Project description:The hypothalamic suprachiasmatic nucleus (SCN), which in mammals serves as the master circadian pacemaker by synchronizing autonomous clocks in peripheral tissues, is composed of coupled single-cell oscillators that are driven by interlocking positive/negative transcriptional/translational feedback loops. Several studies have suggested that heme, a common prosthetic group that is synthesized and degraded in a circadian manner in the SCN, may modulate the function of several feedback loop components, including the REV-ERB nuclear receptors and PERIOD2 (PER2). We found that ferric heme (hemin, 3-100 microM) dose-dependently and reversibly damped luminescence rhythms in SCN explants from mice expressing a PER2::LUCIFERASE (PER2::LUC) fusion protein. Inhibitors of heme oxygenases (HOs, which degrade heme to biliverdin, carbon monoxide, and iron) mimicked heme's effects on PER2 rhythms. In contrast, heme and HO inhibition did not damp luminescence rhythms in thymus and esophagus explants and had only a small effect on PER2::LUC damping in spleen explants, suggesting that heme's effects are tissue-specific. Analysis of the effects of heme's degradation products on SCN PER2::LUC rhythms indicated that they probably were not responsible for heme's effects on rhythms. The heme synthesis inhibitor N-methylprotoporphyrinIX (NMP) lengthened the circadian period of SCN PER2::LUC rhythms by about an hour. These data are consistent with an important role for heme in the circadian system.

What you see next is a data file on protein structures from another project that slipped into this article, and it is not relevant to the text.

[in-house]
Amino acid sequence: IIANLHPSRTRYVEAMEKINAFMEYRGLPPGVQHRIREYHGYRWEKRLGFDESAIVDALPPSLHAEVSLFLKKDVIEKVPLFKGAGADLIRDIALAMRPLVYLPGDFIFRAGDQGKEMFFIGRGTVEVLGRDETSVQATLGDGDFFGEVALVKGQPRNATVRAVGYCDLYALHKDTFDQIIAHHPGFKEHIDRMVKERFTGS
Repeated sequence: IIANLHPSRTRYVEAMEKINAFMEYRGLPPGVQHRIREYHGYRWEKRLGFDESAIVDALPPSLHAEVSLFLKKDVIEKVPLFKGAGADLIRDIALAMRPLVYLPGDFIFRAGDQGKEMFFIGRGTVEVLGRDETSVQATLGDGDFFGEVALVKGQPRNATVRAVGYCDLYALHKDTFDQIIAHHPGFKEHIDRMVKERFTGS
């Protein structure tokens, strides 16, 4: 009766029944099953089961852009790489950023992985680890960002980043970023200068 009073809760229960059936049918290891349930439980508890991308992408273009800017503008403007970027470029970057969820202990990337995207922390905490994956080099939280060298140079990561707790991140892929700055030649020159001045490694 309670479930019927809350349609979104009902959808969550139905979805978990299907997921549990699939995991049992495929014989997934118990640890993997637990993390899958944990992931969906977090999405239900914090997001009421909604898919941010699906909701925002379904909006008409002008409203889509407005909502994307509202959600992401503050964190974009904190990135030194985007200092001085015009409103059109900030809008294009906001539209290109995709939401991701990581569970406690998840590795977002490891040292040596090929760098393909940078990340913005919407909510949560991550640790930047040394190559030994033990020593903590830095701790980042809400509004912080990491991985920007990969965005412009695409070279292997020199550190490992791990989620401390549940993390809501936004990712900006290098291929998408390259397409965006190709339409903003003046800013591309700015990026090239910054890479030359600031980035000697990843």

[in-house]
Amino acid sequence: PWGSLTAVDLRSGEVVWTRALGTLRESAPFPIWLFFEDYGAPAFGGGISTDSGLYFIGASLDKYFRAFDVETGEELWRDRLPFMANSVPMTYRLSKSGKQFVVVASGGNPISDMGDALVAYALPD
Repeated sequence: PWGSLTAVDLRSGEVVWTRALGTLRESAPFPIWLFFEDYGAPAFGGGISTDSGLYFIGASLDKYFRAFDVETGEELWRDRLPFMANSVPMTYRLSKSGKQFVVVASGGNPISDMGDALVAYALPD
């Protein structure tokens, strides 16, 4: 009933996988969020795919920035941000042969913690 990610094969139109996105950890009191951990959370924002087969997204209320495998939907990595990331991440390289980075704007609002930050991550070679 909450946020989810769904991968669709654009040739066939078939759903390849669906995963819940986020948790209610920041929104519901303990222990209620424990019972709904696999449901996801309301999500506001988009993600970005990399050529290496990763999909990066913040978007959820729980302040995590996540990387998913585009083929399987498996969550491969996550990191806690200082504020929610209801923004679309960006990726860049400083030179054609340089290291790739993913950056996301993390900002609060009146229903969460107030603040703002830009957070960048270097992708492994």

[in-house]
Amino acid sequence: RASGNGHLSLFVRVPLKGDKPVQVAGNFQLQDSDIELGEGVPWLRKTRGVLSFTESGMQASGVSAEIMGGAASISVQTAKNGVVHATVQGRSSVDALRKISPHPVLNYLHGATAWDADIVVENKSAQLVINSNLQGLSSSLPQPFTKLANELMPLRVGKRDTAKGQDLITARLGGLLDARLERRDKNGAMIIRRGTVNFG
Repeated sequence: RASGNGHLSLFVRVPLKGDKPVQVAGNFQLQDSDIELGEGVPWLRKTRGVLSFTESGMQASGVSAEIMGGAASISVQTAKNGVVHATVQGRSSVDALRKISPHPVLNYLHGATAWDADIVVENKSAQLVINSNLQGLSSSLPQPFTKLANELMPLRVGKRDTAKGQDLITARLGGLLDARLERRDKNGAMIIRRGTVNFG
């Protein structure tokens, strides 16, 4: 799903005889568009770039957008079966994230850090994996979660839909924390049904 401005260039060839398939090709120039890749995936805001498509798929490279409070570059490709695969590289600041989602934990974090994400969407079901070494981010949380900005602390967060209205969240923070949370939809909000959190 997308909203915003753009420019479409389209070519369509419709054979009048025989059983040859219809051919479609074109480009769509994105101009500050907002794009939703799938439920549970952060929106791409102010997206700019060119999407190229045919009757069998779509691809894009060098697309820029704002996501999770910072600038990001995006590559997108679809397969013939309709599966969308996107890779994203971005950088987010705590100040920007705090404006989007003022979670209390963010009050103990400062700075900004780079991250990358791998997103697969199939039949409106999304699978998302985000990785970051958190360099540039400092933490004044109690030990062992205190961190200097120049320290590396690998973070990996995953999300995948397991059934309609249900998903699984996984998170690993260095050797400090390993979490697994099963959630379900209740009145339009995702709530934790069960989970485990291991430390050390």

Project description:Sleep-wake cycling is controlled by the complex interplay between two brain systems, one which controls vigilance state, regulating the transition between sleep and wake, and the other circadian, which communicates time-of-day. Together, they align sleep appropriately with energetic need and the day-night cycle. Neural circuits connect brain stem sites that regulate vigilance state with the suprachiasmatic nucleus (SCN), the master circadian clock, but the function of these connections has been unknown. Coupling discrete stimulation of pontine nuclei controlling vigilance state with analytical chemical measurements of intra-SCN microdialysates in mouse, we found significant neurotransmitter release at the SCN and, concomitantly, resetting of behavioral circadian rhythms. Depending upon stimulus conditions and time-of-day, SCN acetylcholine and/or glutamate levels were augmented and generated shifts of behavioral rhythms. These results establish modes of neurochemical communication from brain regions controlling vigilance state to the central circadian clock, with behavioral consequences. They suggest a basis for dynamic integration across brain systems that regulate vigilance states, and a potential vulnerability to altered communication in sleep disorders.